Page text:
Yellen (2003) surveyed ambulatory surgery patients to determine the influence of the nurse-sensitive variables of age, gender, culture, previous hospital admissions, nurse communication, pain, and satisfaction with pain management on overall patient satisfaction. Results showed that nurse communication was the most significant indicator of patient satisfaction, and satisfaction with pain management was the second most significant indicator. Furthermore, patients who were satisfied with nurse communication also reported satisfaction with pain management.

Fry and Warren (2005) conducted a qualitative study to determine the needs of family members in the waiting room of a critical care unit. Results showed that all participants sought some information about the patient’s outcomes during the stay. In addition, an element of trust was essential to a family member’s sense of well-being, especially with nurses. The study concluded that an environment that supports a nurse’s interaction with patients and families enhances trust. Conversely, a lack of information or trust of nurses can reduce a sense of well-being and, ultimately, patient satisfaction.

Literature Review of Solution

Implementing a family-centered communication process during surgery can take many forms. The approach can be as formal as a nurse liaison whose only job is to communicate with and to families during surgery or as informal as periodic phone call updates.

The Children’s Hospital of Philadelphia implemented a Family Liaison Model that utilized current staff to communicate to families during operative procedures with subsequent admission to a cardiac intensive care unit (CICU). A CICU nurse was designated family liaison during surgery. Duties included 1) meeting the patient and family in the holding area, 2) escorting the family to the waiting area, reviewing with the family what they can expect, 3) obtaining updates from OR staff every 45-60 minutes, 4) relaying progress information to the families in the waiting area, 5) admitting the child to the CICU, 6) ensuring the family could be at bedside within 35-40 minutes post-op, and 7) providing care until the end of shift. Patient satisfaction with staff and nursing support increased over a two-year period. However, 96% of nurses found time management with the additional duties challenging (Madigan, Donaghue, & Carpenter, 1999).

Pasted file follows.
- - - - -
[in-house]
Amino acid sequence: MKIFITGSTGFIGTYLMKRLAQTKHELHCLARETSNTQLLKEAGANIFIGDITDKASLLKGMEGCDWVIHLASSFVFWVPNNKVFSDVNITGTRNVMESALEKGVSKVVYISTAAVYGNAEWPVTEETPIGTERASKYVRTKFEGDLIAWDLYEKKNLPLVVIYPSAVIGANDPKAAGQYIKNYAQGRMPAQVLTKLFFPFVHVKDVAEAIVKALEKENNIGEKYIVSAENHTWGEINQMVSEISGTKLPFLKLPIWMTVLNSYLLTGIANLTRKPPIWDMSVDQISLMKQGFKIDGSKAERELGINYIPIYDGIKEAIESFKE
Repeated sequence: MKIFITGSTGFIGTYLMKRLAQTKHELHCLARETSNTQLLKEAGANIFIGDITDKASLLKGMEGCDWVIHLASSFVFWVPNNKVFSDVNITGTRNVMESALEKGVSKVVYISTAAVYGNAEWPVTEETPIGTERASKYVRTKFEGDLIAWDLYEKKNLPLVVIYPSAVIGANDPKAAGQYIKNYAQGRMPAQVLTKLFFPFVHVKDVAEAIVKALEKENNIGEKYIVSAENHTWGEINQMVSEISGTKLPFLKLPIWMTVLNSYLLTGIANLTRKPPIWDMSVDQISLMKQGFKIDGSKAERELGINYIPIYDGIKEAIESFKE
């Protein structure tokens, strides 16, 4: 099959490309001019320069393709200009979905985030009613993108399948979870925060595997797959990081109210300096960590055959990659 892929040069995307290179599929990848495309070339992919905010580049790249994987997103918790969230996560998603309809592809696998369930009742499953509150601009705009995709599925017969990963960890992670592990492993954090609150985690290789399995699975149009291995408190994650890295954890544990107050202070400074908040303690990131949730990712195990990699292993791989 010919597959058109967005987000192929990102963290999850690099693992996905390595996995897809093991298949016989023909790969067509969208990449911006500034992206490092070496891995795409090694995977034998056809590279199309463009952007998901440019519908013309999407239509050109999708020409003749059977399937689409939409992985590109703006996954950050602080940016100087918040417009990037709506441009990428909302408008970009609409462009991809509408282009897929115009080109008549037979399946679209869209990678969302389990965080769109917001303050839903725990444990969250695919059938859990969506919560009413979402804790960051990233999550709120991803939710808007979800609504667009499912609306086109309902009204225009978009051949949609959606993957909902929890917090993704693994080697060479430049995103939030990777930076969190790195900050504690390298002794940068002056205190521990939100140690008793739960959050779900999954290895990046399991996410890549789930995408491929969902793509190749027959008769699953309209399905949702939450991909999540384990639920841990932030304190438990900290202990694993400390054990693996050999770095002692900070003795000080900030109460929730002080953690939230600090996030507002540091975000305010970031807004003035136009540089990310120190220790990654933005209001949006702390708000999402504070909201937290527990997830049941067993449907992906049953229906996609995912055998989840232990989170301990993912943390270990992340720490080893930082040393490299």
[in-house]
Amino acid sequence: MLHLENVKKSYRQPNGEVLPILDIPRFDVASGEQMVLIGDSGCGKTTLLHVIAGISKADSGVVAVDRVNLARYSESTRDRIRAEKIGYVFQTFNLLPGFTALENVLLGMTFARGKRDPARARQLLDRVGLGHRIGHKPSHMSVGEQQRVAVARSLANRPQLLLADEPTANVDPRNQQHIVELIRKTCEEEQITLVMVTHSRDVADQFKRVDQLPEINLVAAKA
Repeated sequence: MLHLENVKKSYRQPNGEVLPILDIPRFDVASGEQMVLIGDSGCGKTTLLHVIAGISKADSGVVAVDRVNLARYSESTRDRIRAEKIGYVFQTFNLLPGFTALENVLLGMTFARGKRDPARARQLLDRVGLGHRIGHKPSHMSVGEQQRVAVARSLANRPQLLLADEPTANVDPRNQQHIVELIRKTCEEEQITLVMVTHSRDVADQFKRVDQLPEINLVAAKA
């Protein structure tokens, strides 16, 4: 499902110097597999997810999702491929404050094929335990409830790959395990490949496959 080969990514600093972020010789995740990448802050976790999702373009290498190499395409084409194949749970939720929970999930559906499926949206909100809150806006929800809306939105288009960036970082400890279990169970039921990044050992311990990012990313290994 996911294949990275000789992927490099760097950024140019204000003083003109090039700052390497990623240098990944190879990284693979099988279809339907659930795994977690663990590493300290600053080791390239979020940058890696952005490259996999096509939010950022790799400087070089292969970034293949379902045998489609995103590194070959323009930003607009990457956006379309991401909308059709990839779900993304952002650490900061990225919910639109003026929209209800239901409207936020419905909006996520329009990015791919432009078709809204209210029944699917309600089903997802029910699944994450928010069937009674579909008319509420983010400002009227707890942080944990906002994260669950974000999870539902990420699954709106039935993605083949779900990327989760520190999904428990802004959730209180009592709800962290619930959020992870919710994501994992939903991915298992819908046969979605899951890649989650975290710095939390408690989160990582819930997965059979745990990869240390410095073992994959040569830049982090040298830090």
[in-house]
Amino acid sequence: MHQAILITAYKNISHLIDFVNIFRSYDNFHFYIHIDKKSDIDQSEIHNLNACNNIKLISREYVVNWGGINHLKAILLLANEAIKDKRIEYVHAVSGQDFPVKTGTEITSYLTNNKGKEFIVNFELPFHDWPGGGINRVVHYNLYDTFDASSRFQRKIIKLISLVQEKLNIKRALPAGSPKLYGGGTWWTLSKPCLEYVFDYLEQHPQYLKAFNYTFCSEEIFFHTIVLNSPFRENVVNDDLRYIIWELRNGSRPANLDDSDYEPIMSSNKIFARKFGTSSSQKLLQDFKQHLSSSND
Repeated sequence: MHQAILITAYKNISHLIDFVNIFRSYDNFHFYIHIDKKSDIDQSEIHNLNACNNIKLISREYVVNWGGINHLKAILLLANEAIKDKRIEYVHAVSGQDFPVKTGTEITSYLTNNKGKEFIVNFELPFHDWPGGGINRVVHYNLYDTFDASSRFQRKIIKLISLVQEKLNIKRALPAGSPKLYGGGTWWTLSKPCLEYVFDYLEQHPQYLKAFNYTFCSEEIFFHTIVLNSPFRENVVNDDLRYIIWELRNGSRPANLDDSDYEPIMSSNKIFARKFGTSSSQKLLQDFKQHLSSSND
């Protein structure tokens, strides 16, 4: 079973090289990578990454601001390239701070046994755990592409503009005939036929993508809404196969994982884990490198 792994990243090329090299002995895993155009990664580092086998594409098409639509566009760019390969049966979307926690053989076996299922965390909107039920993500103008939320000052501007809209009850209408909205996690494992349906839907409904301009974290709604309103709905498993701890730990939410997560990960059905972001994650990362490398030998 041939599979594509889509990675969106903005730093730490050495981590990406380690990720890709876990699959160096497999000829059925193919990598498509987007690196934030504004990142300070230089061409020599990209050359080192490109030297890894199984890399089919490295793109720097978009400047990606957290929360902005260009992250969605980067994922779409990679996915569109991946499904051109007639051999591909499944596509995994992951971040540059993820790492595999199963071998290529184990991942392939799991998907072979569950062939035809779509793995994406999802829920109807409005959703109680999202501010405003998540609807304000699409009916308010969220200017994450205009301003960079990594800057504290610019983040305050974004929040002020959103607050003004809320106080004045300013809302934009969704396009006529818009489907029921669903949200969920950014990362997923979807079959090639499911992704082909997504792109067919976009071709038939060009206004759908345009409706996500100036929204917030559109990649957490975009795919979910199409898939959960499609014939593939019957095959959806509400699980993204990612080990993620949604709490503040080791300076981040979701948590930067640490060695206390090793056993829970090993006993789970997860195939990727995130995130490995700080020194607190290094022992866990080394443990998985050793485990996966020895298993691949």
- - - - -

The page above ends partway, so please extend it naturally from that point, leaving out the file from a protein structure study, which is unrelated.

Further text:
The University of Virginia Health System implemented phone calls to families every two hours during surgery to provide updates. A follow-up study on the program’s effectiveness revealed that 95% of families who received the calls reported a “good OR experience,” while only 84% of the families who didn’t receive phone calls rated the experience favorably (University of Virginia Health System, 2008).